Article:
Lily Wong Fillmore: It was and very much so and I think maybe it was inevitable that I should take the kind of interest in children coming from other language backgrounds, other cultural backgrounds, trying to make their way in a society that is not very forgiving of differences. And, you know, the result of course is many, many, many children, and especially now, faster than ever before, give up their mother tongue in the belief that doing so will make it possible for them to learn English better and to be more accepted. To be a part of this beautiful world that they want to be a part of. The consequence of course, and of course the younger children are when they give up their language of the home and family, the greater the disturbance in the things that have to go on in the home, the socialization that must continue through the life of a child. You know, well into adulthood. How do parents know what's going on in their children's lives when they don't speak the language. Because unfortunately for the most part, immigrant parents do not learn English as quickly as the children do. The children move out beyond the parents, are unable to communicate with their parents. Unable to learn what they've really got to learn from their parents. So that has really created a lot of disturbances in families. My commitment is in that way and really believing that it makes a person richer and it gives them a greater source of support when they are able to maintain a kind of intimacy with family that is only possible when parents are able to talk easily with their children. You know, we get by. We manage. But without the closeness when that isn't possible.

Geoff Nunberg: I can remember in some of the articles. Maybe it was the work on Yup'ik or recently where you talked about, this is my memory of it. But kids being almost cast adrift linguistically, losing the connection to their mother's tongue and yet not really being able to catch onto English.

Lily Wong Fillmore: There was some research done by a researcher, Kenji Ima, in San Diego which found that a lot of the gang problems among Southeast Asian kids say ten years ago had to do with the children not being able to talk to family. Not being able to communicate easily with parents. And parents not knowing where their kids were or what they were doing, what was going on in their lives. It's really a hardship. And by the way, there are some differences across language groups in how quickly children lose the language. Maybe in some languages like Korean, losing a little bit means losing a lot. Because of the way the language is structured. You don't talk the same way to parents or to figures of greater importance in the same way that you talk to peers or to siblings. And when children lose that system in Korean, they have greater problem communicating with parents and grandparents.

John Cho: I was forced by my father to watch my brother and I were forced to watch television circling back to the dumb thing, but, and we lost our Korean pretty quickly. My brother more so than myself. But one thing that it does within the family, I found, it keeps you an infant because you keep talking this baby talk with your parents until into adulthood. And also keeps you a child within the, within your ethnic community. So my relationships with Korean adults were poor. I couldn't communicate with them. And there was, there's also a power dynamic where particularly these older immigrant men would refuse to speak to me in English even if they knew some. Even if they knew enough to communicate with me in English they wouldn't. So it, you know, my father was a preacher in a church and I could never really become a man in that system. You know. And what's interesting though I'll say now, one by-product of being well known is that Korean people now speak to me in English [Laughter].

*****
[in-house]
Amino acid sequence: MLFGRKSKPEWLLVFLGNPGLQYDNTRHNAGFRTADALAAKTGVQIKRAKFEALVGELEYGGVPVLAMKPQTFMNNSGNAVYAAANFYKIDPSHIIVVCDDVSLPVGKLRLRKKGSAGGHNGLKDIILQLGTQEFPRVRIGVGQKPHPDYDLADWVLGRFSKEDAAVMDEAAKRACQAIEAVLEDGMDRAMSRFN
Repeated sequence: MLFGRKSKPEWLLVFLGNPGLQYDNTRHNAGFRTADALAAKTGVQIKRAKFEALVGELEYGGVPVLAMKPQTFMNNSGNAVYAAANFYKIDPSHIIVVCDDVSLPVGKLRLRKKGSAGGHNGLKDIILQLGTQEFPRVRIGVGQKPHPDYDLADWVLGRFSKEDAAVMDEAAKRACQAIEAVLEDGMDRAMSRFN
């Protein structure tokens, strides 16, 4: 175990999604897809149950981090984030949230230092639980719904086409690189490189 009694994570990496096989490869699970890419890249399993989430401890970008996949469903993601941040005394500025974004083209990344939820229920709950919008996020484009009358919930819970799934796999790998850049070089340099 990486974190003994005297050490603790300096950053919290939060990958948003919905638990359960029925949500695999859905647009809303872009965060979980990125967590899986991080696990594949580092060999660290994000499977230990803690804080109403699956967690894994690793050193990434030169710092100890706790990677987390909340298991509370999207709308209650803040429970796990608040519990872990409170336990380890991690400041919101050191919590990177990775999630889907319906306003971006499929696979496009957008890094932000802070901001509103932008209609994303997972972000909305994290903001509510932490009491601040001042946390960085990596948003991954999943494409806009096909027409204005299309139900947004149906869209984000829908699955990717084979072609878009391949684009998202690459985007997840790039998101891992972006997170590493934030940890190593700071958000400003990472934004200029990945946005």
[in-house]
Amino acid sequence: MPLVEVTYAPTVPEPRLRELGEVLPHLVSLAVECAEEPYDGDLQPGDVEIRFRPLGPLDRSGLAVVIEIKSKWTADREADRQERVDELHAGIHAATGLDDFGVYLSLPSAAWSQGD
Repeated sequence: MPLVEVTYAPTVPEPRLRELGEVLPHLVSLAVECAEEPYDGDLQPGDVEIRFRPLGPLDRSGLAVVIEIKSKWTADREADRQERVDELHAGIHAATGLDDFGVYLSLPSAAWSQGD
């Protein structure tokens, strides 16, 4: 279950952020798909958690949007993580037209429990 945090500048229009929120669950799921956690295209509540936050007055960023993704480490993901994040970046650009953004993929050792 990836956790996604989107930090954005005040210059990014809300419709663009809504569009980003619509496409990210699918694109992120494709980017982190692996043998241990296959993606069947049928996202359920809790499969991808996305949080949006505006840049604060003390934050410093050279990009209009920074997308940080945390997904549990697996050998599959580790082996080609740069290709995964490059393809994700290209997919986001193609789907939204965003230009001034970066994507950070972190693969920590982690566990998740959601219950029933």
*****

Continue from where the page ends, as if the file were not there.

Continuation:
Geoff Nunberg: Is that because they think you don't speak Korean?
John Cho: Maybe not, but I remember very clearly there was, when I was younger and starting out acting I'd be interviewed by the Korean newspaper and they would ask me what my Korean name was so they would print that name in the paper. There was a point at which they stopped doing that. And they started phonetically spelling out John Cho in the paper. And I thought something had changed. It was a watershed moment for me.

Geoff Nunberg: I have to just add to what Lily was saying. I've been involved in the opposition to the English only movement and you hear people saying a lot, oh at the turn of the century when my grandparents came here they learned English right away. When in fact the time of transition from English, from the native language to English was about a generation or a generation and a half longer depending on the group in 1900. From now that transition is much more rapid because you've got media, because it's an urban environment, because kids hold on to the language less intensely. Because there are fewer religious connections, for a lot of different reasons.

Lily Wong Fillmore: And also I think there's a whole lot more sociopolitical pressure on kids maintaining a mother tongue or not having perfect English, for example. So the schools will treat a child even after they have pretty much lost their mother tongue as if they were incompetent in English and continue them in programs meant to deal with their language deficits. This is how the inability to speak English perfectly is seen in many, many, many places. And kids feel that. They just put their fingers in the air. They can feel it in the wind. Okay? They can feel this. And this is what drives, nobody forces a child to give up a language. Children give those up because they feel that they've not been accepted as speakers of whatever language.